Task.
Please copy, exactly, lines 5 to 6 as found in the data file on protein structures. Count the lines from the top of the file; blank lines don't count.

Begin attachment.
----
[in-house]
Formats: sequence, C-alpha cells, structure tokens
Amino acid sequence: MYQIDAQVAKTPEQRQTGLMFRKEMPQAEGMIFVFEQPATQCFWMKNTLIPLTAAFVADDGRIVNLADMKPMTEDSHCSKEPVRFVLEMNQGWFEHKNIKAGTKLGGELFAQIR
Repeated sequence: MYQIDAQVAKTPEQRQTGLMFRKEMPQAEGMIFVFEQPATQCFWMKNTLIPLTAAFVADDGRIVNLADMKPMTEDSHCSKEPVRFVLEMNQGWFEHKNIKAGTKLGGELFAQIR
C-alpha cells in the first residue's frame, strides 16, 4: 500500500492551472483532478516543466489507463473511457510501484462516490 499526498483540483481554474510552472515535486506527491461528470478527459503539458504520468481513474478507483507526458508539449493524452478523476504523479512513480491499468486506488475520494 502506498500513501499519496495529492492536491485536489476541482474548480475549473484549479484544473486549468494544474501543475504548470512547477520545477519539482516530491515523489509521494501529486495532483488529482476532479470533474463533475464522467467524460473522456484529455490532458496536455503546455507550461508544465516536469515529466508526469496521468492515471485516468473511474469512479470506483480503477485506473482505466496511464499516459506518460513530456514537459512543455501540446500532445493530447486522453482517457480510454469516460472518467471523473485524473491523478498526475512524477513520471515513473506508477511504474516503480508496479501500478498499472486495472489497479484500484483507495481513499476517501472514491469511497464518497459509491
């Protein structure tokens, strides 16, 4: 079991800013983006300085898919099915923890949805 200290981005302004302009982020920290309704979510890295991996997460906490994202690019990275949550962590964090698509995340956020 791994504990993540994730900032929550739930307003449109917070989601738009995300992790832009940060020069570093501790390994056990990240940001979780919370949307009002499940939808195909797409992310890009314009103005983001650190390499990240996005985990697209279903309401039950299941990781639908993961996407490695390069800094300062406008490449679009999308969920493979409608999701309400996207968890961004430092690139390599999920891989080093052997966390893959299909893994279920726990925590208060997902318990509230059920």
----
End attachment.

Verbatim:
C-alpha cells in the first residue's frame, strides 16, 4: 500500500492551472483532478516543466489507463473511457510501484462516490 499526498483540483481554474510552472515535486506527491461528470478527459503539458504520468481513474478507483507526458508539449493524452478523476504523479512513480491499468486506488475520494 502506498500513501499519496495529492492536491485536489476541482474548480475549473484549479484544473486549468494544474501543475504548470512547477520545477519539482516530491515523489509521494501529486495532483488529482476532479470533474463533475464522467467524460473522456484529455490532458496536455503546455507550461508544465516536469515529466508526469496521468492515471485516468473511474469512479470506483480503477485506473482505466496511464499516459506518460513530456514537459512543455501540446500532445493530447486522453482517457480510454469516460472518467471523473485524473491523478498526475512524477513520471515513473506508477511504474516503480508496479501500478498499472486495472489497479484500484483507495481513499476517501472514491469511497464518497459509491
């Protein structure tokens, strides 16, 4: 079991800013983006300085898919099915923890949805 200290981005302004302009982020920290309704979510890295991996997460906490994202690019990275949550962590964090698509995340956020 791994504990993540994730900032929550739930307003449109917070989601738009995300992790832009940060020069570093501790390994056990990240940001979780919370949307009002499940939808195909797409992310890009314009103005983001650190390499990240996005985990697209279903309401039950299941990781639908993961996407490695390069800094300062406008490449679009999308969920493979409608999701309400996207968890961004430092690139390599999920891989080093052997966390893959299909893994279920726990925590208060997902318990509230059920």